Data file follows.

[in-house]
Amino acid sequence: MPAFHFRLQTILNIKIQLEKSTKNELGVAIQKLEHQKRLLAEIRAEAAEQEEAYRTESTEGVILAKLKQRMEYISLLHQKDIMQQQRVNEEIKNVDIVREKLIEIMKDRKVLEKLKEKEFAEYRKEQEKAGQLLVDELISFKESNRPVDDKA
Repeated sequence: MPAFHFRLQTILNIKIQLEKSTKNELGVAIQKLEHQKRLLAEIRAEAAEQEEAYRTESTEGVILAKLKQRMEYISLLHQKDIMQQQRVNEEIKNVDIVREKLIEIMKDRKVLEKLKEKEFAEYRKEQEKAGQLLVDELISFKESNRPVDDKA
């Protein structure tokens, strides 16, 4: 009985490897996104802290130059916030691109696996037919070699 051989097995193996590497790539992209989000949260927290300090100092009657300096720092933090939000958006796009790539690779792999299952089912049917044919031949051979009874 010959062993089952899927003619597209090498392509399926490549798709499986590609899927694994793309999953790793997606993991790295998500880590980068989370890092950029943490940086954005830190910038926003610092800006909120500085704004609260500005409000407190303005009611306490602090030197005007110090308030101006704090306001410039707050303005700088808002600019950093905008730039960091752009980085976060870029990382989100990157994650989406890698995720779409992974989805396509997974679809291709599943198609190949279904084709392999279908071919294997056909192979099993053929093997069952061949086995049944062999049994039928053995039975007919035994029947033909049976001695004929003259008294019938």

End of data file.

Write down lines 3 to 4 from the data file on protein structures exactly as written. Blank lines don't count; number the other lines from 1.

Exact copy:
Repeated sequence: MPAFHFRLQTILNIKIQLEKSTKNELGVAIQKLEHQKRLLAEIRAEAAEQEEAYRTESTEGVILAKLKQRMEYISLLHQKDIMQQQRVNEEIKNVDIVREKLIEIMKDRKVLEKLKEKEFAEYRKEQEKAGQLLVDELISFKESNRPVDDKA
């Protein structure tokens, strides 16, 4: 009985490897996104802290130059916030691109696996037919070699 051989097995193996590497790539992209989000949260927290300090100092009657300096720092933090939000958006796009790539690779792999299952089912049917044919031949051979009874 010959062993089952899927003619597209090498392509399926490549798709499986590609899927694994793309999953790793997606993991790295998500880590980068989370890092950029943490940086954005830190910038926003610092800006909120500085704004609260500005409000407190303005009611306490602090030197005007110090308030101006704090306001410039707050303005700088808002600019950093905008730039960091752009980085976060870029990382989100990157994650989406890698995720779409992974989805396509997974679809291709599943198609190949279904084709392999279908071919294997056909192979099993053929093997069952061949086995049944062999049994039928053995039975007919035994029947033909049976001695004929003259008294019938």